When another job appears on the screen, the student paramedic riding in the back of the truck stuffs his head through the hatch.
‘Anything good?’ he says.
I’ve been wincing so much this shift I’m developing a twitch. The student means well, but carries himself awkwardly, like a kid in dressing-up clothes pretending to smoke with a pencil. When he speaks to the patients it’s such a disaster I half expect to see comic book sounds in the air. Clang! Pow! Thunk!
To the alcoholic: ‘How many units of alcohol do you drink a day?’
‘What do you mean? Units?’
‘Well how much do you drink, then?’
‘How much do you drink?’
‘Obviously not as much as you.’
To the woman who took an overdose:
‘What made you take the pills, then?’
‘My husband of thirty years decided he doesn’t want me anymore. He’s moved in with the lodger.’
‘Where does she live?’
‘In the room across the hall.’
‘Oh. So are you moving out, then?’
To the old woman who just wants to die at home.
‘Let me do your blood pressure.’
‘I’m not going to hospital. I will not go to that place again. I would rather die here in my chair and be done. I’m ninety one, for goodness sake. What’s the point of dragging things out? I’ve had my time. I’ve enjoyed it – I’ve had a lovely marriage, three beautiful children, and I simply think it’s time for me to move on. All I do is sit in this chair staring out of the window. Where’s the life in that? Ouch! That cuff’s rather tight again.’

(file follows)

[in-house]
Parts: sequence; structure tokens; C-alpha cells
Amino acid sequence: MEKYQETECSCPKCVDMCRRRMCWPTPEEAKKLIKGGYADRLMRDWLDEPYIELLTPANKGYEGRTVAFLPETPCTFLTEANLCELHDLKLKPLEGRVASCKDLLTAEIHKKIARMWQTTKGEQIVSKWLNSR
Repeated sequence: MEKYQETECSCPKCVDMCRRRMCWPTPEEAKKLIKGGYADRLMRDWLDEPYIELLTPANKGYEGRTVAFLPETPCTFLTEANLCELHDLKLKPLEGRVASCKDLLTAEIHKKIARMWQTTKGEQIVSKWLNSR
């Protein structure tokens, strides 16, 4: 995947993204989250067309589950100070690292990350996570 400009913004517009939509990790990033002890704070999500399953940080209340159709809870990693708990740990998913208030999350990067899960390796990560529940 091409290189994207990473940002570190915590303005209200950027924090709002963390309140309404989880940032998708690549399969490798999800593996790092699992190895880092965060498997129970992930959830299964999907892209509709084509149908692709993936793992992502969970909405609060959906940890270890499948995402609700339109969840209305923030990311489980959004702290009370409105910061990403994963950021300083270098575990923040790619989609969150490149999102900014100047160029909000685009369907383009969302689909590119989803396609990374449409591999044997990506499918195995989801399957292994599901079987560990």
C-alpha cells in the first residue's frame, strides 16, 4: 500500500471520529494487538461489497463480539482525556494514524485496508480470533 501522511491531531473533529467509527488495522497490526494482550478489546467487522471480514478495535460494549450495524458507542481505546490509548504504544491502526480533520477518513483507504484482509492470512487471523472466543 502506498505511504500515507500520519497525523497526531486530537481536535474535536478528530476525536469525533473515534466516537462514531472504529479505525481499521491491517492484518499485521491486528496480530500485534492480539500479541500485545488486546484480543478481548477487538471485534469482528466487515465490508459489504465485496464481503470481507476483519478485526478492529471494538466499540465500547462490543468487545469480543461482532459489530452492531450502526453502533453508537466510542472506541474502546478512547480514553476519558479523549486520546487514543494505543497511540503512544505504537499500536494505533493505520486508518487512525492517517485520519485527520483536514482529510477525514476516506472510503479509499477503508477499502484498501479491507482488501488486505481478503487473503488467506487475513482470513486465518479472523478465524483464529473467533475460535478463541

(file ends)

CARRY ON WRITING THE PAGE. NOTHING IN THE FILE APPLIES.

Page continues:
‘Well if you’d only stop talking for a moment I might be able to hear.’
Three o’clock in the morning. Six years of shift work heavy inside me like the fossilised remains of something. I can feel it sitting there, as scuffed and cold as the moon that drifts up over the sea. I climb into the cab with a cup of tea, look for my book, click on the overhead light, settle back for a five minute read.
The door opens.
‘Do we have a traction splint on the vehicle? Did you check that earlier?’
‘A traction splint. I need to have a look at one to get it signed off in my book.’
‘Look – I, erm – I really don’t want to be getting any kit out right now.’
‘But I need to get it signed off.’
‘It’s three o’clock in the fucking morning.’
‘It’s got to be done.’
‘Some other time, mate. The day time.’
‘I’ll ask Frank.’
He closes the door again.
‘Good luck with that,’ I say to myself, then settle down lower – much, much lower – so low it’s apparent to anyone, even to me, that I am now more chair than man.